5 ways to celebrate the holidays with The New York Times – Low Calorie Diets Tips

Merry Christmas, Happy Hanukkah, Happy Kwanzaa and a Happy New Year.

The learning network is on hiatus from December 23, 2021 to January 3, 2022, but as we head into a second pandemic winter, we’re bringing you both 2021-specific ideas for celebrating or recreating the holidays, as well as timeless delights like gingerbread houses, festive playlists, ugly sweaters and spectacular New Year’s Eve celebrations.

Below are some recent Times articles, interactive features, and writing exercises to help you celebrate the season, reflect on the past year, and look forward to the year ahead.

Which famous face helped his team win this year’s Super Bowl? Which movie did Chloé Zhao direct and become the first woman of color to win the Oscar for Best Director? America’s longest war ended this year; Where was the fight? Which comedian released a controversial Netflix comedy special?

Find out how to find the right answers by taking our special 2021 news quiz.

As 2021 draws to a close, these writing suggestions invite you to do so she tell us what you will remember from that time:

  • Take a look at the year in pictures. Which images do you notice? Why? Then, as our accompanying lesson plan suggests, do a year in pictures of your own life. what would you include Why?

  • Check out The New York Times Critics Lists for the best movies, TV shows, actors, songs, albums, podcasts, recipes, dance, theater, art, books and graphic novels. Then let us know: What were the best (and worst) things about 2021 for you?

  • Oxford Dictionaries has chosen “vax” as word of the year. Merriam-Webster chose Vaccine. What would you nominate for word of the year and why? You can also look back on the year in emojis and tell us which one you use the most this year.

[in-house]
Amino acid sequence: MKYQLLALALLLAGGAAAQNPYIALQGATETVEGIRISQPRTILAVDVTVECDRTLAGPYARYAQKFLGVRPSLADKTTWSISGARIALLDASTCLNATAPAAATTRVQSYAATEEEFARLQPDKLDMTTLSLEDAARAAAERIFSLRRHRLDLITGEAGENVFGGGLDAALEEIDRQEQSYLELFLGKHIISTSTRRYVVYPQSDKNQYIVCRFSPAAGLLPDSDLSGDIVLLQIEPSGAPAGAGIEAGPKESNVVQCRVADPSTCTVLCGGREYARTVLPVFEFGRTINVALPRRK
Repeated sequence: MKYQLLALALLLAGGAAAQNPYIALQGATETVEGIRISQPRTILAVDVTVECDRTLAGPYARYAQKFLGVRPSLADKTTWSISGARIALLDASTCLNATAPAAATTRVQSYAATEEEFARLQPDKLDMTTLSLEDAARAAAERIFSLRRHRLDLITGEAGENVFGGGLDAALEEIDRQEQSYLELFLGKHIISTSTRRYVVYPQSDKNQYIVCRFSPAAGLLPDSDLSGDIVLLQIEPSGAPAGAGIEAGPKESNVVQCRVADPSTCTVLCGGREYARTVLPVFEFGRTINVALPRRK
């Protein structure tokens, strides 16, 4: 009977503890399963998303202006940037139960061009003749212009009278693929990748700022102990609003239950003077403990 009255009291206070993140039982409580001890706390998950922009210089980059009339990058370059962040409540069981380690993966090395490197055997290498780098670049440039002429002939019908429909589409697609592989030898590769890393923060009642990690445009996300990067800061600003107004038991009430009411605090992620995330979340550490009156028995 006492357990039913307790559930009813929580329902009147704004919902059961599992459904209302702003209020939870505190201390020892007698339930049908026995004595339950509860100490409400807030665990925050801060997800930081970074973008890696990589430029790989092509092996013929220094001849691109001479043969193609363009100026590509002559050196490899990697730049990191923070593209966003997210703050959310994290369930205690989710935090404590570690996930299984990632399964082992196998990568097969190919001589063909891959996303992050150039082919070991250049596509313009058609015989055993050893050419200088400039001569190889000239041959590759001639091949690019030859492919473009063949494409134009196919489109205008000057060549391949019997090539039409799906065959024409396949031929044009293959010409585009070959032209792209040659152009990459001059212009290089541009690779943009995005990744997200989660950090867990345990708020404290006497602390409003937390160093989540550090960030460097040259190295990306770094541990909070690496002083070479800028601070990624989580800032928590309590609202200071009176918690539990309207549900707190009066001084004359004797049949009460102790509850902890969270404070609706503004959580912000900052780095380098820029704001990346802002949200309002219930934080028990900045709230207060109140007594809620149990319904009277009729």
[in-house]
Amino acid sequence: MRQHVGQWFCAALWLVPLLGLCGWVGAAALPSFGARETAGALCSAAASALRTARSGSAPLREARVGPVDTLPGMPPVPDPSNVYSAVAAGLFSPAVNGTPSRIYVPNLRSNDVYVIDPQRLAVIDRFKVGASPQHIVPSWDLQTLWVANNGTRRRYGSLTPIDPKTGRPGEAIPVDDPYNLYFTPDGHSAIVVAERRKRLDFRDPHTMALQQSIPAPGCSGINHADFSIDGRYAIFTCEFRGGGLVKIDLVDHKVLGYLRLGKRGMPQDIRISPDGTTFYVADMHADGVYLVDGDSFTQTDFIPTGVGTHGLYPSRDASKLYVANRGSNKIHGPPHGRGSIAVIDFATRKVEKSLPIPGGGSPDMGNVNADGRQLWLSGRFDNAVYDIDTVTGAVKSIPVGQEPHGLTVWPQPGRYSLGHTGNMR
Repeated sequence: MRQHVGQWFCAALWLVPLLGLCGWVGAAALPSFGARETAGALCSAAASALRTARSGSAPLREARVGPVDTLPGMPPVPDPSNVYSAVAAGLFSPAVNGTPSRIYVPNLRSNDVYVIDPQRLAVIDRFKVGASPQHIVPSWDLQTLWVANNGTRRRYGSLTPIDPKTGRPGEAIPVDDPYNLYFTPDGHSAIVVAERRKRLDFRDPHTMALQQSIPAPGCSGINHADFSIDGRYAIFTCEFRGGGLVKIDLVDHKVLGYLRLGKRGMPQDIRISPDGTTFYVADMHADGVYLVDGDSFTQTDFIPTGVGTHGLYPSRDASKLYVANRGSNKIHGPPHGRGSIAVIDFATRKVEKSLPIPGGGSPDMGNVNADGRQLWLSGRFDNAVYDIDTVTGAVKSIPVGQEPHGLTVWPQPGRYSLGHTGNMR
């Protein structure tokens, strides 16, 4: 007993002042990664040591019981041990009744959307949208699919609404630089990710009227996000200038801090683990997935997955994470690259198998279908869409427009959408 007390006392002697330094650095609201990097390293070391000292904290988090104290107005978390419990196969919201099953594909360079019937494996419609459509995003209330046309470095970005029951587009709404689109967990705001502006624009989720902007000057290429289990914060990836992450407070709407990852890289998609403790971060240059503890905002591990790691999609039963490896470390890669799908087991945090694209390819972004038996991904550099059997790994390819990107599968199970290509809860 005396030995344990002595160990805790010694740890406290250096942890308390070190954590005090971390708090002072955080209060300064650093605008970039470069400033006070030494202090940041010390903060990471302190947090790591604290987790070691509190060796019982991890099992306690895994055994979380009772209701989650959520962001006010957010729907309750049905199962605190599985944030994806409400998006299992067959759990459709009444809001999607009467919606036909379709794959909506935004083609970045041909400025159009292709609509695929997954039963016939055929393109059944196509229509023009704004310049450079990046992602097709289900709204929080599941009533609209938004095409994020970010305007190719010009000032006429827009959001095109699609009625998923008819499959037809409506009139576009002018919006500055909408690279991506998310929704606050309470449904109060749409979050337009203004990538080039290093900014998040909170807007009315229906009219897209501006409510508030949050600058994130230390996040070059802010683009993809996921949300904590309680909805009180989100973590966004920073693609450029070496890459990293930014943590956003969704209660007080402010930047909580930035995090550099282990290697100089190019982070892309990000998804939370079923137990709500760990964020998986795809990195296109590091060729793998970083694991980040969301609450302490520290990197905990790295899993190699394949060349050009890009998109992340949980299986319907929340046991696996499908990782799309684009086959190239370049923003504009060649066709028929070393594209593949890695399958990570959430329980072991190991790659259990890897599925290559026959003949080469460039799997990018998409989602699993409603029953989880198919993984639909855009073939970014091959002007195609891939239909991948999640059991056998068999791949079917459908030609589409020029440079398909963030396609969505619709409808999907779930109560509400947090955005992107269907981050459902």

• In a year of so many challenges, it can be helpful to look back and appreciate the good. What was the best day of 2021 for you?

Discuss or write about your experiences — good or bad — by answering these seasonal questions we’ve asked students over the years:

Use your imagination to write a short story, poem or memory inspired by these winter and holiday related images from our Picture Prompt column:

These articles are just a taste of the holiday-related articles The Times has published this year and in previous years. Here are a few more activities to keep you busy this season:

  • Read how the loss of holiday traditions over the past two years has freed some people and inspired them to forge new celebrations — or skip them altogether. What new traditions would you like to start this year?

  • In the spirit of giving, find a cause you care about and find out how to donate with Opinion Department’s Holiday Giving Guide.

  • Dream of distant places as you visit the 52 places readers say have comforted them through a dark year. What places have comforted you?

  • Enjoy some holiday crosswords.

  • Try making a new meal like these holiday cookies, these classic potato latkes, a crispy roast duck, or doro wat, a traditional Hanukkah dish for Ethiopian Jews. For more ideas, check out The New York Times’ Complete Cookery Collections for Christmas, Hanukkah, and Kwanzaa.

  • Practice self-care. Here are tips for getting through another pandemic-related holiday season safe and healthy, dealing with difficult relatives, coping with loss or loneliness, calming your mind, and having a stress-free holiday season.

  • Learn the history of New Year’s Eve in Times Square, then flip through the January 1, 1905 issue of The New York Times to learn about that year’s fireworks display at the Times Building, or read the issue dated December 31, 1907 after the first ball drop.

  • If you believe in the power of New Year’s resolutions, learn some ways to keep them. You can also commit to living a healthier tech life, or take our Resolutions quiz to test your vocabulary and get even more tips.

  • Look forward to the events that will “shake or shake the world gently” in 2022 such as the International Kite Festival in Ahmedabad, India, the Beijing Winter Olympics and the inaugural Tour de France Femmes. Or, dive into this series of essays on what critical moments from this year could mean for the year ahead. Then come up with your own predictions for the next year.

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